Luke 10:3. “Go your way; behold, I send you out as lambs among wolves.”
In this situation the 70 appointed by Christ, and sent by twos into the cities where He would later go, were to carry no provisions with them and find places to stay in those towns they visited, preaching the good news of the Kingdom of God and healing the sick. Their responsibility was similar to that of the twelve disciples mentioned in Matthew 10, and the “wolves” they would meet during their journeys were presumably similar to those the twelve encountered … opponents of the truth who intended to thwart the efforts of the 70. These evil-doers would include those who would not receive them in certain towns, at which point the 70 men were told to say, “The very dust of your city which clings to us we wipe off against you. Nevertheless know this, that the Kingdom of God has come near you” (Luke 10:11).
John 10:12. “But the hireling, he who is not the shepherd, one who does not own the sheep, sees the wolf coming and leaves the sheep and flees; and the wolf catches the sheep and scatters them.”
This mentioning of a wolf is in the parable of the Shepherd and the sheepfold in John 10:7-18. Jesus is the door of the sheep, and if anyone enters the sheepfold by Him “…will be saved, and will go in and out and find pasture” (John 10:9). A thief may try to enter the sheepfold in some way other than the Door, but the sheep [the elect] do not recognize him. Moreover, a hireling [misthotos, “a person who is hired to do a job, not the owner”] does not have the care for sheep like the owner does, and when a bear or wolf approaches to devour a sheep, he is likely to run away, rather than risk facing the threat of bodily harm from the vicious and hungry animal.
In John 10:9 the wolf is again shown to be a divisive, banal person caught up in rivalry, jealousy, and selfish gain (Galatians 5:19-21). Like in the afore-mentioned citations, the wolf is pursuing his own greedy lusts and doing Satan’s work of destroying — or attempting to destroy — God’s people, those in the sheepfold who recognize the Savior’s voice, His words of truth.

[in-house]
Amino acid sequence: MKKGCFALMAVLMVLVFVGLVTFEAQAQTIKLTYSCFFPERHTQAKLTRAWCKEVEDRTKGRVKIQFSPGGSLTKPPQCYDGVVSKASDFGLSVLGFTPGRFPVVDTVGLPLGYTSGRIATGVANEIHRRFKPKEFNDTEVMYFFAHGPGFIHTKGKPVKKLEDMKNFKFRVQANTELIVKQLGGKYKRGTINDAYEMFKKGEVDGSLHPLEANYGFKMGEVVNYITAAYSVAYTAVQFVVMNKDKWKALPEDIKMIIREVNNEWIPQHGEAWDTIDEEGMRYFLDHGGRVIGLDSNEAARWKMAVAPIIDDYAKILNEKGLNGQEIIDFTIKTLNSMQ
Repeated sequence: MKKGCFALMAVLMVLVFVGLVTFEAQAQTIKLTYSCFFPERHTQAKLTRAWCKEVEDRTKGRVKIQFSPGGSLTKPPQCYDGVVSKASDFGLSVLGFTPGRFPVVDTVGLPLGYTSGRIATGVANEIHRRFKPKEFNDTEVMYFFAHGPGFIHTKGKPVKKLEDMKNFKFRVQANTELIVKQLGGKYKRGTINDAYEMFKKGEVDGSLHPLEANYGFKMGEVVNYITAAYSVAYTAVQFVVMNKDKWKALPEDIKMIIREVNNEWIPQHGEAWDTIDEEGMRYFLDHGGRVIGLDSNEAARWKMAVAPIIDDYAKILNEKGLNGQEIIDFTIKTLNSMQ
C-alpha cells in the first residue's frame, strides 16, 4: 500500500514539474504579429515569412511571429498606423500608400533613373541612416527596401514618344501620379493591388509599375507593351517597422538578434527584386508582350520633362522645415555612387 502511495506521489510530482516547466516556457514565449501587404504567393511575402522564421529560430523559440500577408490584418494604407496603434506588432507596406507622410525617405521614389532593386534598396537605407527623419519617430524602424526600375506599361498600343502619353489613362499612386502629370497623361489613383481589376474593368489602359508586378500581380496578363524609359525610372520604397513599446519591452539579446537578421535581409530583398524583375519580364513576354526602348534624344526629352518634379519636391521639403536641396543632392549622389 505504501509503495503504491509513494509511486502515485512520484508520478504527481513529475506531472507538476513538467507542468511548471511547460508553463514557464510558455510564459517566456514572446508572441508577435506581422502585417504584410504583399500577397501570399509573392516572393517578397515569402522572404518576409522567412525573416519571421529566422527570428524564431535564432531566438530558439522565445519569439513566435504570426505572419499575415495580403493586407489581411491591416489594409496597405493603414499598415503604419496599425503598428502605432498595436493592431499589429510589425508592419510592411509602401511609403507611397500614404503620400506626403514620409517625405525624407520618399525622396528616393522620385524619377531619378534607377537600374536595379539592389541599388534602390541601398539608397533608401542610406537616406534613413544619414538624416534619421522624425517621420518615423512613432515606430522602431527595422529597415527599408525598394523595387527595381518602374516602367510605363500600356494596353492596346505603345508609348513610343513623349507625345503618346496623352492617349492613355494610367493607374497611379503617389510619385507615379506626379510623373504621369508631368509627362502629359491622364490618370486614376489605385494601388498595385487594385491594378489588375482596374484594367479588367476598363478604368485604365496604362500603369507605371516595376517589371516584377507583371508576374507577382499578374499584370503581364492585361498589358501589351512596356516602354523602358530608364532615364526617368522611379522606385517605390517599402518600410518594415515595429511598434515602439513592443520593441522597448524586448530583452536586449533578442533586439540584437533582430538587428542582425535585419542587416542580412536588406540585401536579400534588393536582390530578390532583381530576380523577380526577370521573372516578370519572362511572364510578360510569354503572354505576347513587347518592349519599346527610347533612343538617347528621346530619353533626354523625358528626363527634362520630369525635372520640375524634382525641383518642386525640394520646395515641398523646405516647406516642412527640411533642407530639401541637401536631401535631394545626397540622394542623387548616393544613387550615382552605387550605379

Acts 20:29. “For I know this, that after my departure savage wolves will come in among you, not sparing the flock.”
In this scripture Paul went on to describe some of these wolves, those who “… will rise up, speaking perverse things, to draw away the disciples after themselves” (Acts 20:30). Here it is clear that these “wolves” would try to infiltrate into the ecclesia in the area of Ephesus. Paul had called the older members of the Ephesian congregation to meet him at Miletus (Acts 20:17). These wolves were of evil intention, bent on upsetting the brethren with perverse things [diastrepho, “to distort, to turn out of the way, cause to make defective”], teaching them concepts and ideas that were contrary to God’s word that would bring them a personal following … and with that, personal financial gain. Whatever the motive, the objective of these wolves was to do the will of Satan by thwarting the proper functioning of the ecclesia of the Living God.
Some Useful Considerations
Now that we know who these wolves are —tools of Satan who wish to enrich themselves by gaining power over God’s elect and directing them into a pathway contrary to the truth — then we can consider the value of identifying wolves. We can be sure that Satan hates God’s people, and will do whatever he can to corrupt and misdirect them into his way of thinking, into his society of Babylonian mysteries and deceptions. How, then, can these people be identified amongst God’s people?